Hansen, B., Novick, D., and Sutton, S. (1996). Systematic design of spoken prompts, Conference on Human Factors in Computing Systems (CHI'96), Vancouver, BC, April, 1996, 157-164.
Designers of system prompts for interactive spoken-language systems typically seek 1) to constrain users so that they say things that the system can understand accurately and 2) to produce "natural" interaction that maximizes users' satisfaction. Unfortunately, these goals are often at odds. In this paper, we presented a set of heuristics for choosing appropriate prompt styles and show that a set of dimensions can be formulated from these heuristics. A point (or region) in the space formed by these dimensions is a "style" for prompts. We developed and applied metrics for empirically testing different prompt styles.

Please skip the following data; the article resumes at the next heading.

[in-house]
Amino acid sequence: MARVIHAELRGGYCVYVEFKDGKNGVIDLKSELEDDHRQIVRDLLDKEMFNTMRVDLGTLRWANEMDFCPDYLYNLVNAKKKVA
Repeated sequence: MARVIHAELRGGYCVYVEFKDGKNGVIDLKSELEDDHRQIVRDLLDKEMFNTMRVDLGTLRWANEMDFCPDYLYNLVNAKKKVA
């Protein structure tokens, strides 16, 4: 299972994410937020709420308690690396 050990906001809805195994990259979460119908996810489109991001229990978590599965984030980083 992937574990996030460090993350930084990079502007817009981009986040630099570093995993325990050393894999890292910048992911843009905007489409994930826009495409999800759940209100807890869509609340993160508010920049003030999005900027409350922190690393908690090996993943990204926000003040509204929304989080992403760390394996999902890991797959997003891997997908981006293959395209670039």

In Novick, D., and Chater, M (1999), we showed how the methodology of development of interfaces can be adapted to development of operating procedures. In particular, the cognitive walkthrough can be adapted to account for steps and resources outside the computer's part of the system interface. Empirical evaluation suggests that a cognitive walkthrough for operating procedures (CW-OP) is reasonably efficient and can provide useful information for developers. A practical guide to applying the CW-OP was written for developers. Another paper in this area is Novick and Perez-Quiñones (1998). In this paper, jointly authored with Manuel A. Perez-Quiñones, we point out that for the design of computer interfaces, interaction can be represented as situated acts that abstract up from situated action (cf., Suchman, 1987). The situated-act representation specifies interaction independent of interface modalities, enabling specialization of interfaces based into particular modalities. We illustrate the approach through interfaces in two domains: an aircraft navigation system and a multimodal VR viewer.